Ever felt so frustrated by work that you almost snapped?
Tight schedules and crushing pressures are part and parcel of modern-day work environments. The depression-like symptoms often experienced by professionals as a result of various factors at work is referred to as Employee Burnout.
Stress at work can give rise to extreme physical, mental and emotional exhaustion, leading to a loss of personal identity and a sense of reduced accomplishment on the part of employees.
A major catalyst of reduced productivity, employee burnout costs $125 billion to $190 billion in healthcare spending each year in the U.S. alone, reported Harvard Business Review.
Employee Burnout is a pretty common phenomenon affecting many organizations today, from start-ups to global enterprises.
“Burnout is a prolonged response to chronic emotional and interpersonal stresses on the job, and is defined by the three dimensions of exhaustion, cynicism, and inefficacy” – Maslach , Schaufeli, and Leiter.
What are the Common Signs of Employee Burnout?
Some of the common symptoms of burnout are lack of motivation to go to the workplace, reduced productivity, disengagement, dullness at work, a sense of being hindered constantly, irritability, lack of patience, excessive sarcasm or cynicism, body pain, neck pain, headaches, etc.
Major Causes of Employee Burnout:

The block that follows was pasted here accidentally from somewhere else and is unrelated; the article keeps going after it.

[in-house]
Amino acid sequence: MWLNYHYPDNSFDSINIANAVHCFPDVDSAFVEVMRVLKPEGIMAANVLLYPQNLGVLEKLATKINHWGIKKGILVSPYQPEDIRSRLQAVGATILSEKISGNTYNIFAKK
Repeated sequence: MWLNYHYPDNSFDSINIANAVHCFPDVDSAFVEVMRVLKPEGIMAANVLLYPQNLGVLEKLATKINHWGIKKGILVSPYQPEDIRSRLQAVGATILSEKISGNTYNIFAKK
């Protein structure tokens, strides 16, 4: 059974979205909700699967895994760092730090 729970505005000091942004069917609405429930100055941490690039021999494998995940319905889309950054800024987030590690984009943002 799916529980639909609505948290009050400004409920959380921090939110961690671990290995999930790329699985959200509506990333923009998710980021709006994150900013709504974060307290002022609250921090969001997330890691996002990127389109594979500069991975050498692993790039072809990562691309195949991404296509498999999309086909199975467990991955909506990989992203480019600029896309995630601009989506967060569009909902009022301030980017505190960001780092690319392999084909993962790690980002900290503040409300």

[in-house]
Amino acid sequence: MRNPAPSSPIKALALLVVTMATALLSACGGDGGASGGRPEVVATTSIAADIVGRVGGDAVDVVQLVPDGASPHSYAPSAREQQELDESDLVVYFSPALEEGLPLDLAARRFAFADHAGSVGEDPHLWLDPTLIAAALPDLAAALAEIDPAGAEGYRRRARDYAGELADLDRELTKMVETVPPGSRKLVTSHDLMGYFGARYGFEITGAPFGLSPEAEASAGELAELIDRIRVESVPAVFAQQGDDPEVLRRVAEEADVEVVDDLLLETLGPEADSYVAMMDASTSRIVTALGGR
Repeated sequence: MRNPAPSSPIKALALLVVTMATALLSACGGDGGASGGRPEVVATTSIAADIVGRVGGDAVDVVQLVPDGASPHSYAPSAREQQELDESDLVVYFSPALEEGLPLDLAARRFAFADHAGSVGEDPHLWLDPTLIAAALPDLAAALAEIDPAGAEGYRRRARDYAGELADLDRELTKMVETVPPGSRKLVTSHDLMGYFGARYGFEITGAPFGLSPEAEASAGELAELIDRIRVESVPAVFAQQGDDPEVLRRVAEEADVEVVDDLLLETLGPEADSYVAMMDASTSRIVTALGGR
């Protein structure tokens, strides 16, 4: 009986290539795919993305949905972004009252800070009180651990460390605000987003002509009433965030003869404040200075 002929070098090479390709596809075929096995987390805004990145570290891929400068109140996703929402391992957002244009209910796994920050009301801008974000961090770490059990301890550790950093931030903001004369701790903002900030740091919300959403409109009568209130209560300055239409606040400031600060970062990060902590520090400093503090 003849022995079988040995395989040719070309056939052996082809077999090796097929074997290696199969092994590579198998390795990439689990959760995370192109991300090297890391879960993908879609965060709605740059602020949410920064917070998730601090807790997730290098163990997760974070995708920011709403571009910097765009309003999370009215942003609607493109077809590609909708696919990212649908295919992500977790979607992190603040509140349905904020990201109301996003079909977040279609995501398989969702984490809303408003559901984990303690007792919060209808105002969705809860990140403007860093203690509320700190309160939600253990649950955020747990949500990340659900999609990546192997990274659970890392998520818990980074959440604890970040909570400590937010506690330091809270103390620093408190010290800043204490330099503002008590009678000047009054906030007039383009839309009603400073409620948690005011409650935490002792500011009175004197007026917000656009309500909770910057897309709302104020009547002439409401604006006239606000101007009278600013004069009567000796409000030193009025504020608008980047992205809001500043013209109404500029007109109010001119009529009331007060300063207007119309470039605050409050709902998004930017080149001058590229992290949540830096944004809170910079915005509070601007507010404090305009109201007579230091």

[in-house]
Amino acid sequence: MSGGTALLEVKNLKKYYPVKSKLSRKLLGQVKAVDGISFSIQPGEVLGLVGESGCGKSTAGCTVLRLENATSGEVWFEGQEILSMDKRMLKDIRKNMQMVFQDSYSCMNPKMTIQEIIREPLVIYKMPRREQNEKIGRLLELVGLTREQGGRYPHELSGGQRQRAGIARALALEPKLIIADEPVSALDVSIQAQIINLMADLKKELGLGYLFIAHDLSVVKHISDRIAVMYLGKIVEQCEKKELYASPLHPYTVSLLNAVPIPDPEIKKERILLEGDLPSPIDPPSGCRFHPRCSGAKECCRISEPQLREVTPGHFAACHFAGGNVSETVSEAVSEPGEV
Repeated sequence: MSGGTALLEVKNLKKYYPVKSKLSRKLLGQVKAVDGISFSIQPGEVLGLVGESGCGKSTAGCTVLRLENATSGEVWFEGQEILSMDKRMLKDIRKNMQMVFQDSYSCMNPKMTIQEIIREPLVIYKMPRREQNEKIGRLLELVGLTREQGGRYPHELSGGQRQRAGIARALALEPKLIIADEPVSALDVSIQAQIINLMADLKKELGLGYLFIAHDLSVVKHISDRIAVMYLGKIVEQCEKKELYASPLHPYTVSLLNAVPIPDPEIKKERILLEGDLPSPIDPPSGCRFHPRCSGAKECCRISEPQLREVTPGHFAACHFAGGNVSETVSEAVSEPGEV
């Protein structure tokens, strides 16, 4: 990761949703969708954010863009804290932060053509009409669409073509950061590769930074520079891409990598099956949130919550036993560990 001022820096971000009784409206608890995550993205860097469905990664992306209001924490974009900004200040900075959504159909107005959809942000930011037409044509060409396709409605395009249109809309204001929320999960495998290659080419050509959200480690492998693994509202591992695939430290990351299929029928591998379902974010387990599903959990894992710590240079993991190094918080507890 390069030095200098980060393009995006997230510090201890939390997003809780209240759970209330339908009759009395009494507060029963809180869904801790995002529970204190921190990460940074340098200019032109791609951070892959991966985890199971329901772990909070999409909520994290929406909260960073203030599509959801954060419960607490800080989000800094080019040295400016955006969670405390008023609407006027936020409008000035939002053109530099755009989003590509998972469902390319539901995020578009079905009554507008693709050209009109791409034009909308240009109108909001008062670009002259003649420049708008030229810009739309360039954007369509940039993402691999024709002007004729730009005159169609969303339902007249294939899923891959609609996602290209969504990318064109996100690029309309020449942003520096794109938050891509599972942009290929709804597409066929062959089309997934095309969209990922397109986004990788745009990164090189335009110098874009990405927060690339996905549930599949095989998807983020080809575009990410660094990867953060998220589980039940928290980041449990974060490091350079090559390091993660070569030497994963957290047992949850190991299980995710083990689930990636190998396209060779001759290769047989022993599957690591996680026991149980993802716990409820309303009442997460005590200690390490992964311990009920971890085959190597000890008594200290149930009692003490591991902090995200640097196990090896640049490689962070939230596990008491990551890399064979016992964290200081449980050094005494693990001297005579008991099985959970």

Unclear Job Expectations
In organizations where job-roles are not properly defined and there is a lack of a clear line of authority, employees tend to get confused and frustrated frequently.
Failure to Maintain a Balance Between Professional and Personal Lives
Often resulting because of factors including an inherent desire to please everybody and taking up unmanageable workloads, finding the work-life balance is the top priority for 33% of workers who prefer it over compensation, advancement, and job stability. Folks in Business Development roles are called upon most during vacation time (44%), calculate the odds of them getting burned-out.
Boredom at Workplace
Performing monotonous and sluggish tasks, or working day in, day out on the same tasks may lead to physical and mental fatigue.
Working in close association with “”workplace bullies”, being undermined by your colleagues, and various forms of negative inter-personal treatment at the workplace add to the stress.
Automation and Excessive Collaboration
This may come as a bit of a surprise, but automation has played an immense role in demoralizing a vast percentage of workers in the recent years. They fear job-losses owing to the role of tech in offering better automation and collaboration opportunities while they might fail to upskill themselves, experts predict more vacancies in the future with major role-shifts, of course.
Also, multi-tasking which is considered a positive in the modern-day scenario is actually counter-productive. David Meyer from the University of Michigan showed via a study that switching what you’re doing mid-task increases the time it takes you to finish both tasks by 25%.